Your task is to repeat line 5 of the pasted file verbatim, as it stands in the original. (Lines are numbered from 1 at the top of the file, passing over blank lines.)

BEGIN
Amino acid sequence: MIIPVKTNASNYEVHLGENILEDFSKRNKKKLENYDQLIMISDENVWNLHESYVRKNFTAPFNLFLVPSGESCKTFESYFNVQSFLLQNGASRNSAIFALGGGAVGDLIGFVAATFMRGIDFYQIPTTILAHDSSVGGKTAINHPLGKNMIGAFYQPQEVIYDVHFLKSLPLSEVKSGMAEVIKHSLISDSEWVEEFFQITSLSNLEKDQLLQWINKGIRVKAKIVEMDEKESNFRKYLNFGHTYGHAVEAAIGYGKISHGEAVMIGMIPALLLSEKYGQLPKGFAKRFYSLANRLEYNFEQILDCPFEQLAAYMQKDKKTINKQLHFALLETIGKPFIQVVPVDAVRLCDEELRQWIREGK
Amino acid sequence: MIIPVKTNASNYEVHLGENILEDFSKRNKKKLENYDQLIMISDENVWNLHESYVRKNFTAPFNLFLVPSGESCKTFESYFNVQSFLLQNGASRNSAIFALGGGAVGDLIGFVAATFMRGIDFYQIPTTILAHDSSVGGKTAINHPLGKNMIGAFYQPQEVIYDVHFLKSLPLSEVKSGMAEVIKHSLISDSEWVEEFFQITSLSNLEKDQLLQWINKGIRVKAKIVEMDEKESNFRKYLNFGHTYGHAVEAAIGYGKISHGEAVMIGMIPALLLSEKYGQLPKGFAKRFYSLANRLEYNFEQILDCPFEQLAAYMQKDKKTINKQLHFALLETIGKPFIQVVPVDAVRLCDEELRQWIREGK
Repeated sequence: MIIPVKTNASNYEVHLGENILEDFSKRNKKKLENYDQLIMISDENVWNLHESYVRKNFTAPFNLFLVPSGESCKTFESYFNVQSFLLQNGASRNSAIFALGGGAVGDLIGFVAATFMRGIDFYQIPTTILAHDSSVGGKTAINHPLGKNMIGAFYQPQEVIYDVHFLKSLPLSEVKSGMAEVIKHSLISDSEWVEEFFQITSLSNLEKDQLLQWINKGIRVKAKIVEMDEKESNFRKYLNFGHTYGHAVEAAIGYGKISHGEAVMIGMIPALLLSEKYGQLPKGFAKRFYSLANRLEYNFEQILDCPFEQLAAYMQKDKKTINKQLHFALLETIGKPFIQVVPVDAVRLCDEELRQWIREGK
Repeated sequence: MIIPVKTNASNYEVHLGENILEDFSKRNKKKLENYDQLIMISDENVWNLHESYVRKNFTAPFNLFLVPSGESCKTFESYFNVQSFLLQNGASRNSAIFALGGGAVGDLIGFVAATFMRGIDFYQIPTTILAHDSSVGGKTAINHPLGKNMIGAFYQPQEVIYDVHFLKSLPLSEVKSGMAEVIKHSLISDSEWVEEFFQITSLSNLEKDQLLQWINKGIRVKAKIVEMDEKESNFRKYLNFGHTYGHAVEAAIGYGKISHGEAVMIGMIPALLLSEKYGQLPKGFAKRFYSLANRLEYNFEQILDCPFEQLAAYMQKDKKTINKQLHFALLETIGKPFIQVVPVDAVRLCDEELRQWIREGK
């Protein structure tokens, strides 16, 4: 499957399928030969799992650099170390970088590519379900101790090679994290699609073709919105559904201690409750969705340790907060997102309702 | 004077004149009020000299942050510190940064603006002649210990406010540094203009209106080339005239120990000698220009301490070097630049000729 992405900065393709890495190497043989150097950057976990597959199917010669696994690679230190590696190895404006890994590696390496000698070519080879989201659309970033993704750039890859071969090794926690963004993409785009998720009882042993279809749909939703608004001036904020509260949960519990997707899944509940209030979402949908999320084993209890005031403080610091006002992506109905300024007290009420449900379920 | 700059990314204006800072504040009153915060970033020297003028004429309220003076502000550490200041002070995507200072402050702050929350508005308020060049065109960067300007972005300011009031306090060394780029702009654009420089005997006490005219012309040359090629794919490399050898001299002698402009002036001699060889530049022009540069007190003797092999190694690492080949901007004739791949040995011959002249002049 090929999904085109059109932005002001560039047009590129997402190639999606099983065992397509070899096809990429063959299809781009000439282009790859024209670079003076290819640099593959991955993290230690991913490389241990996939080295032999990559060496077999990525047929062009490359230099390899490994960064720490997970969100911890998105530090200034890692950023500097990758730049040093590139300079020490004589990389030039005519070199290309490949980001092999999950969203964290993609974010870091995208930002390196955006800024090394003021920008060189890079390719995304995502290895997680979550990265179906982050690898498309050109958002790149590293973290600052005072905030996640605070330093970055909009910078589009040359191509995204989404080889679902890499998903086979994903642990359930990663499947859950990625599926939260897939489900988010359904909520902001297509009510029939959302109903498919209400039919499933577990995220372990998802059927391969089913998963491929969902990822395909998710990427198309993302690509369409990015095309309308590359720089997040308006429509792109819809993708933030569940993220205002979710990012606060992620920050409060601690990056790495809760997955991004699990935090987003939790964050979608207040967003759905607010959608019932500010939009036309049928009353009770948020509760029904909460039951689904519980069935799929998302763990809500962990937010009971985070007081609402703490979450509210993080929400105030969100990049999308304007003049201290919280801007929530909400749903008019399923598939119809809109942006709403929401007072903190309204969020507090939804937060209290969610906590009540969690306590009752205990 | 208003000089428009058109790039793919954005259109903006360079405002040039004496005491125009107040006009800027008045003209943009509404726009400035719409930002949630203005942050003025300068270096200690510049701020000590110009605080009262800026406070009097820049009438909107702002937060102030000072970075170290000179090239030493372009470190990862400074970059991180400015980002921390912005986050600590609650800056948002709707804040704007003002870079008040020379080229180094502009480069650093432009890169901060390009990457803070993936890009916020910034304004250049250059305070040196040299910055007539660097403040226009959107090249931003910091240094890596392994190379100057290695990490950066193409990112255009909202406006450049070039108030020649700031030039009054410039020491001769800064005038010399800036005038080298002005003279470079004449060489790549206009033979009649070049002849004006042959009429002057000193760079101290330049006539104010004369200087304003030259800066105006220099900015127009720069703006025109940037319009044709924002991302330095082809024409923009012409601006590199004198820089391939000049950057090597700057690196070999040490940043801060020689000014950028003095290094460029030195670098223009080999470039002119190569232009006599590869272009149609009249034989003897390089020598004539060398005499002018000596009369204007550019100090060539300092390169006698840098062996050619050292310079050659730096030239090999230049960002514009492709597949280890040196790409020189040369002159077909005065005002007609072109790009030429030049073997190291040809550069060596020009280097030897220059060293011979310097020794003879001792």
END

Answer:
């Protein structure tokens, strides 16, 4: 499957399928030969799992650099170390970088590519379900101790090679994290699609073709919105559904201690409750969705340790907060997102309702 | 004077004149009020000299942050510190940064603006002649210990406010540094203009209106080339005239120990000698220009301490070097630049000729 992405900065393709890495190497043989150097950057976990597959199917010669696994690679230190590696190895404006890994590696390496000698070519080879989201659309970033993704750039890859071969090794926690963004993409785009998720009882042993279809749909939703608004001036904020509260949960519990997707899944509940209030979402949908999320084993209890005031403080610091006002992506109905300024007290009420449900379920 | 700059990314204006800072504040009153915060970033020297003028004429309220003076502000550490200041002070995507200072402050702050929350508005308020060049065109960067300007972005300011009031306090060394780029702009654009420089005997006490005219012309040359090629794919490399050898001299002698402009002036001699060889530049022009540069007190003797092999190694690492080949901007004739791949040995011959002249002049 090929999904085109059109932005002001560039047009590129997402190639999606099983065992397509070899096809990429063959299809781009000439282009790859024209670079003076290819640099593959991955993290230690991913490389241990996939080295032999990559060496077999990525047929062009490359230099390899490994960064720490997970969100911890998105530090200034890692950023500097990758730049040093590139300079020490004589990389030039005519070199290309490949980001092999999950969203964290993609974010870091995208930002390196955006800024090394003021920008060189890079390719995304995502290895997680979550990265179906982050690898498309050109958002790149590293973290600052005072905030996640605070330093970055909009910078589009040359191509995204989404080889679902890499998903086979994903642990359930990663499947859950990625599926939260897939489900988010359904909520902001297509009510029939959302109903498919209400039919499933577990995220372990998802059927391969089913998963491929969902990822395909998710990427198309993302690509369409990015095309309308590359720089997040308006429509792109819809993708933030569940993220205002979710990012606060992620920050409060601690990056790495809760997955991004699990935090987003939790964050979608207040967003759905607010959608019932500010939009036309049928009353009770948020509760029904909460039951689904519980069935799929998302763990809500962990937010009971985070007081609402703490979450509210993080929400105030969100990049999308304007003049201290919280801007929530909400749903008019399923598939119809809109942006709403929401007072903190309204969020507090939804937060209290969610906590009540969690306590009752205990 | 208003000089428009058109790039793919954005259109903006360079405002040039004496005491125009107040006009800027008045003209943009509404726009400035719409930002949630203005942050003025300068270096200690510049701020000590110009605080009262800026406070009097820049009438909107702002937060102030000072970075170290000179090239030493372009470190990862400074970059991180400015980002921390912005986050600590609650800056948002709707804040704007003002870079008040020379080229180094502009480069650093432009890169901060390009990457803070993936890009916020910034304004250049250059305070040196040299910055007539660097403040226009959107090249931003910091240094890596392994190379100057290695990490950066193409990112255009909202406006450049070039108030020649700031030039009054410039020491001769800064005038010399800036005038080298002005003279470079004449060489790549206009033979009649070049002849004006042959009429002057000193760079101290330049006539104010004369200087304003030259800066105006220099900015127009720069703006025109940037319009044709924002991302330095082809024409923009012409601006590199004198820089391939000049950057090597700057690196070999040490940043801060020689000014950028003095290094460029030195670098223009080999470039002119190569232009006599590869272009149609009249034989003897390089020598004539060398005499002018000596009369204007550019100090060539300092390169006698840098062996050619050292310079050659730096030239090999230049960002514009492709597949280890040196790409020189040369002159077909005065005002007609072109790009030429030049073997190291040809550069060596020009280097030897220059060293011979310097020794003879001792």